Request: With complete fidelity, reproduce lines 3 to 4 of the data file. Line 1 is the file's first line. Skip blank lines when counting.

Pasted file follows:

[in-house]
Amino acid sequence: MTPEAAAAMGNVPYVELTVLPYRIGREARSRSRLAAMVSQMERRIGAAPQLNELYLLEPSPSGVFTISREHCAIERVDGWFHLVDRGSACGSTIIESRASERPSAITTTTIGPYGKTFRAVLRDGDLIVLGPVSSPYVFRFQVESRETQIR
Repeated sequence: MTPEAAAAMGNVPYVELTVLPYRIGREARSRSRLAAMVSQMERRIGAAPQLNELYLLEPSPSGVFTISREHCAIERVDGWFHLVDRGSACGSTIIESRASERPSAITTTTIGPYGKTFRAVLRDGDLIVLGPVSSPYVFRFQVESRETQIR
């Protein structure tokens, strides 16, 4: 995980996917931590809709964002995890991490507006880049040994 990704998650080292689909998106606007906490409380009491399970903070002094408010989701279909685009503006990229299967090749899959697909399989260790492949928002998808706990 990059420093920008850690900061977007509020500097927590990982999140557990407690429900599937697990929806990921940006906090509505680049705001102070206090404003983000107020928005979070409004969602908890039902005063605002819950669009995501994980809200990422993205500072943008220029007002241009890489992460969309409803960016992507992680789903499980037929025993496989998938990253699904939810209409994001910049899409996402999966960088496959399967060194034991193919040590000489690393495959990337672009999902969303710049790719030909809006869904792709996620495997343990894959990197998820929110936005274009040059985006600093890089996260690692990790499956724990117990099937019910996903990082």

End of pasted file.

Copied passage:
Repeated sequence: MTPEAAAAMGNVPYVELTVLPYRIGREARSRSRLAAMVSQMERRIGAAPQLNELYLLEPSPSGVFTISREHCAIERVDGWFHLVDRGSACGSTIIESRASERPSAITTTTIGPYGKTFRAVLRDGDLIVLGPVSSPYVFRFQVESRETQIR
């Protein structure tokens, strides 16, 4: 995980996917931590809709964002995890991490507006880049040994 990704998650080292689909998106606007906490409380009491399970903070002094408010989701279909685009503006990229299967090749899959697909399989260790492949928002998808706990 990059420093920008850690900061977007509020500097927590990982999140557990407690429900599937697990929806990921940006906090509505680049705001102070206090404003983000107020928005979070409004969602908890039902005063605002819950669009995501994980809200990422993205500072943008220029007002241009890489992460969309409803960016992507992680789903499980037929025993496989998938990253699904939810209409994001910049899409996402999966960088496959399967060194034991193919040590000489690393495959990337672009999902969303710049790719030909809006869904792709996620495997343990894959990197998820929110936005274009040059985006600093890089996260690692990790499956724990117990099937019910996903990082």